I was under the impression that the RED Scarlett had been put on hold, and likely cancelled, because the RED Epic was going to be…well, epic, and there would be no need for something like the Scarlett. Today RED actually released the Scarlett-X, and so that is clearly untrue.
The Scarlett-X, like the RED One, seemed too good to be true. It boasted giant performance in a midget body: resolution at 3k, simultaneous video and still image capture, high burst-rate image capture, brain-based construction, which allowed for impossibly simple versatility, a low price, and a host of other features straight out of a cinematographer and photographer’s wet-dream. Today, RED made that dream come true. In fact, like the RED One, the reality is actually better than the dream.
The Scarlett-X exceeded expectations with, “burst modes up to 12 fps at 5K resolution and 4K video from 1-30 fps, it enables users to capture motion footage and still content simultaneously.” The base price for the Scarlett-X is $9,750.
Only a handful of hours apart, Canon announced its first dedicated digital cinema camera:
The Canon C300 is a worthy contender in the new battle for small, comparably cheap, and high-definition digital cinema cameras. Rather than dig into the specifications, it is best to say that it is on-par with the Scarlett-X, if just shy, but still more than the majority of filmmakers will require.
Also, rather than talk tech, here is the first short to be shot on the new camera:
Stylistic choices aside, it looks good. It is a step past the likes of the 7D, and the 5D MK II. It’s a good entry, for now, and it’ll work, for now.
That said, the Scarlett-X is not RED’s most advanced camera, thus Canon’s first entry already a step behind. The RED Epic (48 of which are being used to shoot The Hobbit in 3D,) is a marvel of the modern digital cinema. The RED Epic is capable of 5k resolution (with some Wikipedia speculation of 28k,) moving-image capture-rate of 1-120 fps, and the same promise of versatility and brain-based interchangeable parts, which is supposed to make the camera infinitely upgradeable. It’s price is roughly three times that of the Scarlett-X, but its potential is exponentially more grand.
Here is Peter Jackson playing with his new RED Epic 3D camera system, which, I must say, has done more to pique my curiosity in 3D cinema than anything I have ever seen:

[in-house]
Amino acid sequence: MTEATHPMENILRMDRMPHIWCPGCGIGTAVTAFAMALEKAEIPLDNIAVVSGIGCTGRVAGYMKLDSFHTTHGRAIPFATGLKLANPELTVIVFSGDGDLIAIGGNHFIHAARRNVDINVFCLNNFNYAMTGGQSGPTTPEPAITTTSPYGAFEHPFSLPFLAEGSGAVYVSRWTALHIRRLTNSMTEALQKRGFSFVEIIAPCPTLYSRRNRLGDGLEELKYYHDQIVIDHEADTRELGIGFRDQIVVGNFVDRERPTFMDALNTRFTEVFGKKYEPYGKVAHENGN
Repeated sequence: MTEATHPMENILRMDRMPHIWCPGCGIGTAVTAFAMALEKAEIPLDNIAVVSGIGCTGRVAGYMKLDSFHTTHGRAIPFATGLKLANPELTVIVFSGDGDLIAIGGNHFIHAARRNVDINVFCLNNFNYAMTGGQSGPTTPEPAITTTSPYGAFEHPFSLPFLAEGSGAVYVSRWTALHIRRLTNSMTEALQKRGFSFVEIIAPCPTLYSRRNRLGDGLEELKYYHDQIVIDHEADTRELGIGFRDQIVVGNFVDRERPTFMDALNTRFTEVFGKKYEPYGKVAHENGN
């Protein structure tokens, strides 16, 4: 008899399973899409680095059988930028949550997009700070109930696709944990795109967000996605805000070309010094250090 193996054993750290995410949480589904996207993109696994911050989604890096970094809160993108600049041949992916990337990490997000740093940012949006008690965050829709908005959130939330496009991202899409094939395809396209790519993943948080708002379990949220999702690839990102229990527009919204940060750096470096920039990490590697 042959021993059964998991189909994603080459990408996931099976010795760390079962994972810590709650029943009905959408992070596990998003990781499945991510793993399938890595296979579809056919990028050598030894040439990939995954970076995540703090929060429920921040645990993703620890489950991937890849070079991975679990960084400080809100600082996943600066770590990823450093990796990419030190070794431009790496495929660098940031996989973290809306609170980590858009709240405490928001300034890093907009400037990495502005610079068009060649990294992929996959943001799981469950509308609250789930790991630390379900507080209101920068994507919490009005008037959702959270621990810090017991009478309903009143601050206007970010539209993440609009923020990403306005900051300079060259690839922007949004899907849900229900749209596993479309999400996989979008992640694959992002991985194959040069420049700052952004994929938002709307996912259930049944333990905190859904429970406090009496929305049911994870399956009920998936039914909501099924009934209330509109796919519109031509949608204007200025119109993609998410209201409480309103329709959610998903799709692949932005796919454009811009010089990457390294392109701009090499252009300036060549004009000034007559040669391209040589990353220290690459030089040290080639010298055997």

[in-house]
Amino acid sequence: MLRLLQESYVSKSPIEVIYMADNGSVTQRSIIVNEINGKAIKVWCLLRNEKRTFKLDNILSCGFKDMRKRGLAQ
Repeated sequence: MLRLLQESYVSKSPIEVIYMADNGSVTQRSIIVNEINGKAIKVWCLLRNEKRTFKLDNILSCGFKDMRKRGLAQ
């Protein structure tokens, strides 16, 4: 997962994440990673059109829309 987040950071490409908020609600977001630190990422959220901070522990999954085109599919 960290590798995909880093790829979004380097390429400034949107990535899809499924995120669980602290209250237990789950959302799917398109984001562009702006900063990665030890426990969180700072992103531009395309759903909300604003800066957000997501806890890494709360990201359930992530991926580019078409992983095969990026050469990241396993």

In film school, I fought against the digital revolution. I edited digitally, but I scorned shooting on digital. At that time it was not unreasonable to believe that film was a better medium. Digital was in its incipient stages and it looked like cheap hell. Digital enthusiasts pointed to hack-experimental filmmakers, 28 Days Later, and portions of The Phantom Menace, as examples of its promise. Digital Cinema was the dorky kid on the playground who claimed he could play as well as anyone else. We laughed at him because at the time he couldn’t compete, and he didn’t show any promise. Until the RED One was announced, I didn’t think digital had a shot.
Upon the release of the RED One, it became obvious that digital had more than a chance to replace celluloid. The RED One promised more than could be believed, in terms of resolution, size, features, and price; and then the camera delivered everything it promised, and more. It handed every filmmaker an opportunity to shoot film-grade digital images, at a fraction of the price and bulk of Sony, Panavision, and Arri. Panavision may have had their Genesis 2 camera, and its full 35mm sensor ready, but RED had the courage to take the extra step and be more than just an invisible and comparable film replacement. RED wanted to be better than film, and they went for its throat – immediately.
The RED company has done the majority of the leg-work to legitimize digital cinema. George Lucas, and Sony’s CineAlta helped, but the poor artistic quality of the Star Wars prequels undermined what Lucas has known since Laserdisc: digital is the next medium, and its victory is close at hand.
Recently, Roger Ebert wrote about the death of film, in his online journal. He admits defeat, but laments the loss of a beloved medium, which has served, dutifully, for over 100 years. Film processing plants have closed. Arri has stopped making film cameras. Many camera companies only make film cameras on demand; the market has become saturated with used film cameras. The workflow of every modern filmmaker has become so digital, the unique aesthetics of film, once its strongest selling points, no longer outweigh the comparable picture quality and convenience of a $9,000 digital camera.
Though I credit RED with this transition, in truth, it was the final blow in long battle. The dream of high-definition video replacing film is as old as video, with modern specifications appearing at some point in the 70s. However, digital cinema, comparable to film, was not viable until the last 5 years, with the release of the RED One.
Today, we see the release of two digital cinema cameras, which should count as the next generation of digital cinema. If my memory serves, in his book, In the Blink of an Eye, Walter Murch estimated that a digital image would have to be about 10 mega-pixels before it could be compared to a frame of film. The RED Scarlett-X is capable of shooting moving images at 4K, and still images at 5K, which amount to roughly 12-13 megapixels, per frame.
Here’s a graph:
Just so you know, the first digital cinema projectors were 2K projectors. Many have been updated to 4K, and soon they will have to be updated again. A film enthusiast would argue that a 35mm print of an early German Expressionist silent film would play on a modern 35mm projector with absolutely no need to upgrade.
Here’s Soderbergh and his crew discussing the first days of the RED One. Maybe he had more to do with the success of the RED One: